• $requestLength – An internally used variable for PUT requests (more on this later)
  • $username – The username to use for this request
  • $password – I’ll let you guess ;)
  • $acceptType – What kind of content we’ll accept as a response (not all APIs use this to determine the response format, but we’ll be robust)
  • $responseBody – The body of our response
  • $responseInfo – All the other goodness from our response (status code, etc.)

Not too rough, right? And if you take a look at the constructor, you’ll see things are pretty straight-forward as well. We’ve also got a flush function. This allows us to use the same object to make multiple requests by only clearing out certain member variables (notice username / password aren’t touched). You may have also noticed we’re missing getters / setters… this is simply to keep the code a little shorter. The final class will have them.

Making Requests – The Prep Work

Let’s go ahead and fill in some of the functions that do prep work for us, and then we’ll dig into making the requests. Anyway, let’s take a look at these “init” functions..

This function will take an array and prepare it for being posted (or put as well):

	public function buildPostBody ($data = null)
		$data = ($data !== null) ? $data : $this->requestBody;

		if (!is_array($data))
			throw new InvalidArgumentException('Invalid data input for postBody.  Array expected');

		$data = http_build_query($data, '', '&');
		$this->requestBody = $data;

Notice how we will throw exceptions if we receive anything other than an array? This is important, as we don’t want our data to be malformed (or an error to be thrown by http_build_query). Also, you may be thinking that I’m using an exception type that isn’t defined anywhere… well, it is (if you’re using PHP 5). I won’t go off on a tangent, but check out the PHP SPL for more info. All you need to know is that the InvalidArgumentException is already defined for you :)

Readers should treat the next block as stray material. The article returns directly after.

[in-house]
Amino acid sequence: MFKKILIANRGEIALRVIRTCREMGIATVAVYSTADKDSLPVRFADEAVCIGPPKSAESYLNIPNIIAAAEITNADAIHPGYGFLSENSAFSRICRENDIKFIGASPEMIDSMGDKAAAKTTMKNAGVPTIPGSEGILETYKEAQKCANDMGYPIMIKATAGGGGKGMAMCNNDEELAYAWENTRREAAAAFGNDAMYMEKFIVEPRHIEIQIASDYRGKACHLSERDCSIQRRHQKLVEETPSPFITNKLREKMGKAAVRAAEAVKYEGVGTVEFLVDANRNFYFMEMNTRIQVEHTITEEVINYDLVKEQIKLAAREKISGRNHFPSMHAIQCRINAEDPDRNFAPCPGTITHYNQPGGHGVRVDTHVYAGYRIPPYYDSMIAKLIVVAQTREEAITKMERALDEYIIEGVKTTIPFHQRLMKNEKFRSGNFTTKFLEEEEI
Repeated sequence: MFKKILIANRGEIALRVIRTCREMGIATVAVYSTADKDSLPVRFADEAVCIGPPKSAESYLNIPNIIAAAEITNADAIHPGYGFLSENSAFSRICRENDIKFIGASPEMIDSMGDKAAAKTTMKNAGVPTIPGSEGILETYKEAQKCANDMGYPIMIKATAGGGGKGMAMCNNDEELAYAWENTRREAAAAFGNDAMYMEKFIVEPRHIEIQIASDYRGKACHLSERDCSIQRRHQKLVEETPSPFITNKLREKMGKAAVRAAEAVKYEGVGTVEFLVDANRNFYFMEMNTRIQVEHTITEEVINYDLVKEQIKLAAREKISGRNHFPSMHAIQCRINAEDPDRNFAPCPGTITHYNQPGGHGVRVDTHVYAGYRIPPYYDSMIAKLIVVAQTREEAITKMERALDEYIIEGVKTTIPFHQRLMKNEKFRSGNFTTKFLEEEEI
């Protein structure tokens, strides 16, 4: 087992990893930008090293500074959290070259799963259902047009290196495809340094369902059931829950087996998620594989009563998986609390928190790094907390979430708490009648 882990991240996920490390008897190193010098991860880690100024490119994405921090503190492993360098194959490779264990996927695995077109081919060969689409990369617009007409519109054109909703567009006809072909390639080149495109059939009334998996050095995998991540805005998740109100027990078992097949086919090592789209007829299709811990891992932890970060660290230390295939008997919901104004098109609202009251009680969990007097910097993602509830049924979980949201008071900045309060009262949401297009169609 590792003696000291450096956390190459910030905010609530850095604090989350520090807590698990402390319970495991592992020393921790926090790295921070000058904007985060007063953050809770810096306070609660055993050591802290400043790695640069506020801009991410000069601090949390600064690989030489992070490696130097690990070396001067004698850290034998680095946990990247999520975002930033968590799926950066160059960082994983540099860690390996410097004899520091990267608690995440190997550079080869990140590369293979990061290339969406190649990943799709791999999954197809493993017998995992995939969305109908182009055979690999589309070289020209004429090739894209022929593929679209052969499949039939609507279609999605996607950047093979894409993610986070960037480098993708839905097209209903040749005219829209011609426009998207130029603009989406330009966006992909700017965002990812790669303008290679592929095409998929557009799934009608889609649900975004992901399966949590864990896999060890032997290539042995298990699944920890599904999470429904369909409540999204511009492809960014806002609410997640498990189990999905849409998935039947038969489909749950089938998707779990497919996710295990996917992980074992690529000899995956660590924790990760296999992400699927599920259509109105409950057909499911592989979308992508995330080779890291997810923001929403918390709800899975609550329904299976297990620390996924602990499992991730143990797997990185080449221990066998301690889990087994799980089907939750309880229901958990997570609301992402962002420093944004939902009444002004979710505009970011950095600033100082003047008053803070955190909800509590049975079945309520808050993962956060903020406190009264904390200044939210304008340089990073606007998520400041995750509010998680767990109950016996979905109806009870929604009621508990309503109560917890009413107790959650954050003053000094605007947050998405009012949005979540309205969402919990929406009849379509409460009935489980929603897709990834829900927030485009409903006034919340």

This function will take care of all the curl options common to all our requests:

	protected function setCurlOpts (&$curlHandle)
		curl_setopt($curlHandle, CURLOPT_TIMEOUT, 10);
		curl_setopt($curlHandle, CURLOPT_URL, $this->url);
		curl_setopt($curlHandle, CURLOPT_RETURNTRANSFER, true);
		curl_setopt($curlHandle, CURLOPT_HTTPHEADER, array ('Accept: ' . $this->acceptType));

If we’ve got a username and password set on the class, we’ll set up the auth options on the curl request with this function:

	protected function setAuth (&$curlHandle)
		if ($this->username !== null && $this->password !== null)
			curl_setopt($curlHandle, CURLOPT_HTTPAUTH, CURLAUTH_DIGEST);
			curl_setopt($curlHandle, CURLOPT_USERPWD, $this->username . ':' . $this->password);

I mentioned earlier that we’re only going to cover HTTP Digest authentication in this class, but you could adapt this function to suit your needs however you wanted depending on what the API(s) you’re consuming require.

Making the REST Requests

We’re about ready to cover how to make the individual verb requests, but we need to do just a little bit more work filling in the common functionality. We’ll go ahead and create our doExecute and execute functions now:

	public function execute ()
		$ch = curl_init();

			switch (strtoupper($this->verb))
				case 'GET':
				case 'POST':
				case 'PUT':
				case 'DELETE':
					throw new InvalidArgumentException('Current verb (' . $this->verb . ') is an invalid REST verb.');
		catch (InvalidArgumentException $e)
			throw $e;
		catch (Exception $e)
			throw $e;


	protected function doExecute (&$curlHandle)
		$this->responseBody = curl_exec($curlHandle);
		$this->responseInfo	= curl_getinfo($curlHandle);


Looks like a lot of code, but it’s actually pretty simple stuff.

First, looking at execute, you’ll see that we set up a curl handle variable ($ch), and then run the setAuth function. Since we pass $ch around by reference, the functions will directly manipulate the variable without any need to return it. Now, I could make the $ch a member variable, but for the sake of this example, I wanted to show how everything gets passed around a little more explicitly. Anyway, the next thing we do is normalize the verb, and run through our switch statement to determine what function will get executed. If we don’t find a matching case, we throw an exception. We also wrap the whole thing in a try / catch block so we can properly catch exceptions, close our curl handle, then throw the exception again (presumably for some other error handler or try / catch block elsewhere in the code).